One summer the crows were catching moles when they were near the surface, and – well, you know the rest. Unfortunately, moles were a snack the crows craved for a while, before moving on to something else. I recently did the same thing with pistachios.
In frustration, Dave once turned to explosive mole eradication. Men like explosives as much as they hate moles. Unhappily for the moles, the explosions were usually tiny but highly effective.
Fortunately, there were no arrests the day Dave’s explosive experiments came to an end. I’m reluctant to say what he used that day lest somebody’s husband be tempted.
We were in the front yard. I stood in the background fearfully waiting. Dave was in a great mood, thrilled with the excuse to create an explosion. He dropped a match in the mole hole he had already prepared.
A huge BOOM resulted. I screamed. The ground shook and seemed to shake for moments after the initial explosion.
It was midsummer, not fall, but the small flowering cherry tree in the front yard shook violently and dropped all of its leaves. I don’t need to exaggerate about these things. Doors up and down the street opened and worried souls scanned the neighborhood for the bomber.
Standing behind the five-foot fence, Dave and I froze for a moment. Then I peeked over the fence and scanned the street in both directions, hoping my expression looked more curious than guilty.
It was back to traps after that. I’ve tried to talk Dave in to letting the creatures have their way for a while, but he believes in defending the home front.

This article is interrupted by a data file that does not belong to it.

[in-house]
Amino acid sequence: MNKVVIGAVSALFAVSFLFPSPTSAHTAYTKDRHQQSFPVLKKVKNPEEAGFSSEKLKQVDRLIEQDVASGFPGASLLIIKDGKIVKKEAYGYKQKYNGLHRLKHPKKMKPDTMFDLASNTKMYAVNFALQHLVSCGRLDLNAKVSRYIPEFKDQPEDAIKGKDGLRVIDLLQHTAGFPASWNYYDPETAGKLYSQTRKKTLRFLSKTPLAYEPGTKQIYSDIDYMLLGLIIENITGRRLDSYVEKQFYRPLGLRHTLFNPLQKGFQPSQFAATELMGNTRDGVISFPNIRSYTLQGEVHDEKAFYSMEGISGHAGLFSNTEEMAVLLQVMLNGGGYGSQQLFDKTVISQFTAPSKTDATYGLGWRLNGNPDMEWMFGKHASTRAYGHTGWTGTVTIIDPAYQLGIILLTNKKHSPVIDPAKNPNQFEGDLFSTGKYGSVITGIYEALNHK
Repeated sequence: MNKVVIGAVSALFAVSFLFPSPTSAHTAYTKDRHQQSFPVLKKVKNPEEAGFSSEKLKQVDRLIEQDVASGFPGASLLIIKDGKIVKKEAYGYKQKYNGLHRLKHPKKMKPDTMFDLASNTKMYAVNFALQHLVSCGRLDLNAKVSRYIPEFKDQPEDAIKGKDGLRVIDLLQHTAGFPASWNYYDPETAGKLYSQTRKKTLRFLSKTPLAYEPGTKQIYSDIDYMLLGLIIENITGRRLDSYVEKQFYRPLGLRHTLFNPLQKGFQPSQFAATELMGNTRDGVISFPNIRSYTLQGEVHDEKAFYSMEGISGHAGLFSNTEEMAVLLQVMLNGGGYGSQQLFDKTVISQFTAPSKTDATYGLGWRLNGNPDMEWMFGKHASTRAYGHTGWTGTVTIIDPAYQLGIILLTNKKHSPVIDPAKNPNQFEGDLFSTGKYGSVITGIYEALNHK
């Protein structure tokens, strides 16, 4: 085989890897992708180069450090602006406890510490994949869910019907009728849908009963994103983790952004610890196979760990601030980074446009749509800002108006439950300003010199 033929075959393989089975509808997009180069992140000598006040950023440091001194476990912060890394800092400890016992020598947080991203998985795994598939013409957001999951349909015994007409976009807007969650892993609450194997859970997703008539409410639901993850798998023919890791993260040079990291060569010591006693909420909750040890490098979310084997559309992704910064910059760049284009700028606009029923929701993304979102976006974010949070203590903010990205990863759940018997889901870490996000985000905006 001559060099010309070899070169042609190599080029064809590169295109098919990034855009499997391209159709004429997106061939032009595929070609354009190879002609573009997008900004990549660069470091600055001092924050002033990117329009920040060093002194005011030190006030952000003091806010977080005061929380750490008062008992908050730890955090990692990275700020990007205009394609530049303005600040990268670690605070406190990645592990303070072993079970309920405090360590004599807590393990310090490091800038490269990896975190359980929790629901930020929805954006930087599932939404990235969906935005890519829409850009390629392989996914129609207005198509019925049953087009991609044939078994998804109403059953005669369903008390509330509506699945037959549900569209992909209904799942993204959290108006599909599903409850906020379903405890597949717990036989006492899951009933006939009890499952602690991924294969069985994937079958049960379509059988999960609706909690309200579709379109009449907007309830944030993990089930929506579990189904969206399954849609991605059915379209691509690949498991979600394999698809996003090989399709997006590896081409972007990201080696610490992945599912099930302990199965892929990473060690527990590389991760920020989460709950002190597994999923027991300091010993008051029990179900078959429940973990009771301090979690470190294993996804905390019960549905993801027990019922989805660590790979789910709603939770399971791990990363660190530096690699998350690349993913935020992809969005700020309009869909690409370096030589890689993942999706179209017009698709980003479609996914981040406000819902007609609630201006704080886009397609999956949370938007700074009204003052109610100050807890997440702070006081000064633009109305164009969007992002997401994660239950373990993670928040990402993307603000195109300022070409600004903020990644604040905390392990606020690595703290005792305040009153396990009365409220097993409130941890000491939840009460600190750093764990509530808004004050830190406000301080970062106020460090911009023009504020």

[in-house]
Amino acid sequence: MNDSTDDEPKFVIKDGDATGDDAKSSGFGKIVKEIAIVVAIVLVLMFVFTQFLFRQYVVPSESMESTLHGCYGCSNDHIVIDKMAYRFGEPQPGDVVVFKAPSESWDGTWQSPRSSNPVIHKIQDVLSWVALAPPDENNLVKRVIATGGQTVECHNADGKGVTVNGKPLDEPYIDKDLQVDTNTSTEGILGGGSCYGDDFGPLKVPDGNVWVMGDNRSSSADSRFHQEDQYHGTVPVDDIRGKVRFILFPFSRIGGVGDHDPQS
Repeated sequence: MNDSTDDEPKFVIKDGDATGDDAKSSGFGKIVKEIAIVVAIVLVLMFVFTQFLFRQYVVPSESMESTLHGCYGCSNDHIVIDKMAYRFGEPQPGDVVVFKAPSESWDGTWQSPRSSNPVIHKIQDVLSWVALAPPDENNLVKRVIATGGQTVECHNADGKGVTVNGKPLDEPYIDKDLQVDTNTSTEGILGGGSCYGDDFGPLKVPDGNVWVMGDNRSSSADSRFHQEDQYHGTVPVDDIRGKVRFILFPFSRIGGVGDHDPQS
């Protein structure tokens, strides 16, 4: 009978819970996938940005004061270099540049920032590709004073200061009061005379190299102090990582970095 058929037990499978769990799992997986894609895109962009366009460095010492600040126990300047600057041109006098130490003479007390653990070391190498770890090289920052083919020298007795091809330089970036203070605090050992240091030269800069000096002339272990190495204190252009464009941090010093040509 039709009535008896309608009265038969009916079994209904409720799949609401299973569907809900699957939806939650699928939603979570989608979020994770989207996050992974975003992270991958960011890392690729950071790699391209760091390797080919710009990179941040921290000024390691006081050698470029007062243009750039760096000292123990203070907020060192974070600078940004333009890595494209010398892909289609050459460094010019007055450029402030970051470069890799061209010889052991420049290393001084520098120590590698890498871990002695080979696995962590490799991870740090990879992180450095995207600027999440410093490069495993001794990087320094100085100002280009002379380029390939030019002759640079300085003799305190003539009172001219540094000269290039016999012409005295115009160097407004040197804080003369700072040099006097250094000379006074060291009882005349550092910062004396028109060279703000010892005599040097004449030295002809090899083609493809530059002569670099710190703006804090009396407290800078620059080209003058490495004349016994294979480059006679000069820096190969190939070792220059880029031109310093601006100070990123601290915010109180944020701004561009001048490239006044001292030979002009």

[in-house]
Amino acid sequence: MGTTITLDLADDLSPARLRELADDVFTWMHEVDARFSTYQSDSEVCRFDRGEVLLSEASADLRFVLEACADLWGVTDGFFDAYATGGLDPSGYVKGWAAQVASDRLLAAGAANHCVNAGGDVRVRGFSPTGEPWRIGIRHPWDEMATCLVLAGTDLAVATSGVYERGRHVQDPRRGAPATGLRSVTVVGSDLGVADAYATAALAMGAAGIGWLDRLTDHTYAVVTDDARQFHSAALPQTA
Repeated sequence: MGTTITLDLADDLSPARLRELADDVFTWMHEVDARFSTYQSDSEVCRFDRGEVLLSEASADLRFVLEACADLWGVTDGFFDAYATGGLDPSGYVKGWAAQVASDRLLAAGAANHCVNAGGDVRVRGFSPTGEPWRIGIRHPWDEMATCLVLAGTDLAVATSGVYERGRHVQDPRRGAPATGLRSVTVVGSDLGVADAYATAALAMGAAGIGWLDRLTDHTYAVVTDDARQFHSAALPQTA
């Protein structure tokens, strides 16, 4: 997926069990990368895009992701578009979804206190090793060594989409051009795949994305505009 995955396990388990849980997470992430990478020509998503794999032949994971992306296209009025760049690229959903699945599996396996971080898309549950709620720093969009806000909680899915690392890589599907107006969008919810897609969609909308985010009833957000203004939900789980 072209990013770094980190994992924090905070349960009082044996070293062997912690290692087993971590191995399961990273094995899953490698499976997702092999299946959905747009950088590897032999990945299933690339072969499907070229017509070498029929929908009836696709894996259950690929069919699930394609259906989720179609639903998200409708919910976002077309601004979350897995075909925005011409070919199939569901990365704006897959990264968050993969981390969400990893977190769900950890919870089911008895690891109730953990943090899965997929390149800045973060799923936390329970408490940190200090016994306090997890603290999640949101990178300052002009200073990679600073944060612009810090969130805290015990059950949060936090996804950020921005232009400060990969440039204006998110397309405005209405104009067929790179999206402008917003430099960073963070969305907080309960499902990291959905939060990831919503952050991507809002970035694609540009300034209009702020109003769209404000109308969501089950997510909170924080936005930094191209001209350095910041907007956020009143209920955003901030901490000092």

Once spring brings new fawns, it isn’t long before the yearlings separate from the does and join the herd. I thought maybe it was the presence of a new baby that signaled to the yearling to leave her mother’s side.
Yesterday morning I think I saw how the separation actually occurs. A spindly-legged tiny fawn and her yearling sister wandered the field as their mother lay in the grass watching. The rest of the herd was grazing elsewhere.
Every few minutes, the yearling trotted up to her mother. The first time, the doe stood and chased the yearling off. After a minute, the yearling moved close again, as though she hoped for a little comfort after a rude rejection. Once again the mother chased her off, without violence, but with unmistakable firmness that I could feel from the top of the hill where I stood.
Navigating beginnings and endings is a challenge for most of us. Relationships often have to change, sometimes they end. Even sending beloved children out into the world can be a tough transition.